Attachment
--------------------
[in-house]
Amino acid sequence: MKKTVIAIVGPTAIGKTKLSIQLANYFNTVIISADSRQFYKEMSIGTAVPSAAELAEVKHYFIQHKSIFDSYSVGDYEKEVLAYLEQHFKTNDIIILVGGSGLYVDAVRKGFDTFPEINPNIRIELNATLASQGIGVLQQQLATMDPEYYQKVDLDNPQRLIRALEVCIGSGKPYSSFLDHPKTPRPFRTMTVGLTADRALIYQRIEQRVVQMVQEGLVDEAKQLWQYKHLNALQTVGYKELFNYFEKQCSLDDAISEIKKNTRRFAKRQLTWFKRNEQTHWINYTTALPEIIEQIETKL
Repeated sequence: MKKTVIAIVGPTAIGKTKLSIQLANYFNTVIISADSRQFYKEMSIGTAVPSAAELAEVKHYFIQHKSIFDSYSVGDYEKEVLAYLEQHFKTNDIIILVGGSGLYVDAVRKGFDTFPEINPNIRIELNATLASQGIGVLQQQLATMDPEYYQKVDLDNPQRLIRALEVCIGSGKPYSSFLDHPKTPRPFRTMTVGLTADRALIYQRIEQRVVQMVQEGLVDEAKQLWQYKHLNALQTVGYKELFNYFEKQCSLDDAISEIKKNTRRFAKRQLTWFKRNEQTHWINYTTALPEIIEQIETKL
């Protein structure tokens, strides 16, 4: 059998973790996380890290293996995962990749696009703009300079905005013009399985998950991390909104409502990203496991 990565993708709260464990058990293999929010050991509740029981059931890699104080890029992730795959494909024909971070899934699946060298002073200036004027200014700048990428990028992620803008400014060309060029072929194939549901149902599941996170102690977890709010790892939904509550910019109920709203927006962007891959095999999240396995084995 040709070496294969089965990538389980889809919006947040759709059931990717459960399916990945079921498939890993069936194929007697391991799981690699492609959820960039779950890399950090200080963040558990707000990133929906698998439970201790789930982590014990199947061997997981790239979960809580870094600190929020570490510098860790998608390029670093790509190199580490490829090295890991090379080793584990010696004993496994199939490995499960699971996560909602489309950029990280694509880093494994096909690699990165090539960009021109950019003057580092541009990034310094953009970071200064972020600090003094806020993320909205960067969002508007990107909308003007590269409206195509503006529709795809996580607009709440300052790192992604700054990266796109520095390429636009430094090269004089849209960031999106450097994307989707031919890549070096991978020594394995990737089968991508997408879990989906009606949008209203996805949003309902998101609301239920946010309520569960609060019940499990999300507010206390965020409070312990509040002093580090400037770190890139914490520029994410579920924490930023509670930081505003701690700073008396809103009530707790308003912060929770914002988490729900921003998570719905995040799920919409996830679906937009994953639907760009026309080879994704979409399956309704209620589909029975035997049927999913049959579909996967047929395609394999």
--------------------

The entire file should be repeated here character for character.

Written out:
[in-house]
Amino acid sequence: MKKTVIAIVGPTAIGKTKLSIQLANYFNTVIISADSRQFYKEMSIGTAVPSAAELAEVKHYFIQHKSIFDSYSVGDYEKEVLAYLEQHFKTNDIIILVGGSGLYVDAVRKGFDTFPEINPNIRIELNATLASQGIGVLQQQLATMDPEYYQKVDLDNPQRLIRALEVCIGSGKPYSSFLDHPKTPRPFRTMTVGLTADRALIYQRIEQRVVQMVQEGLVDEAKQLWQYKHLNALQTVGYKELFNYFEKQCSLDDAISEIKKNTRRFAKRQLTWFKRNEQTHWINYTTALPEIIEQIETKL
Repeated sequence: MKKTVIAIVGPTAIGKTKLSIQLANYFNTVIISADSRQFYKEMSIGTAVPSAAELAEVKHYFIQHKSIFDSYSVGDYEKEVLAYLEQHFKTNDIIILVGGSGLYVDAVRKGFDTFPEINPNIRIELNATLASQGIGVLQQQLATMDPEYYQKVDLDNPQRLIRALEVCIGSGKPYSSFLDHPKTPRPFRTMTVGLTADRALIYQRIEQRVVQMVQEGLVDEAKQLWQYKHLNALQTVGYKELFNYFEKQCSLDDAISEIKKNTRRFAKRQLTWFKRNEQTHWINYTTALPEIIEQIETKL
């Protein structure tokens, strides 16, 4: 059998973790996380890290293996995962990749696009703009300079905005013009399985998950991390909104409502990203496991 990565993708709260464990058990293999929010050991509740029981059931890699104080890029992730795959494909024909971070899934699946060298002073200036004027200014700048990428990028992620803008400014060309060029072929194939549901149902599941996170102690977890709010790892939904509550910019109920709203927006962007891959095999999240396995084995 040709070496294969089965990538389980889809919006947040759709059931990717459960399916990945079921498939890993069936194929007697391991799981690699492609959820960039779950890399950090200080963040558990707000990133929906698998439970201790789930982590014990199947061997997981790239979960809580870094600190929020570490510098860790998608390029670093790509190199580490490829090295890991090379080793584990010696004993496994199939490995499960699971996560909602489309950029990280694509880093494994096909690699990165090539960009021109950019003057580092541009990034310094953009970071200064972020600090003094806020993320909205960067969002508007990107909308003007590269409206195509503006529709795809996580607009709440300052790192992604700054990266796109520095390429636009430094090269004089849209960031999106450097994307989707031919890549070096991978020594394995990737089968991508997408879990989906009606949008209203996805949003309902998101609301239920946010309520569960609060019940499990999300507010206390965020409070312990509040002093580090400037770190890139914490520029994410579920924490930023509670930081505003701690700073008396809103009530707790308003912060929770914002988490729900921003998570719905995040799920919409996830679906937009994953639907760009026309080879994704979409399956309704209620589909029975035997049927999913049959579909996967047929395609394999």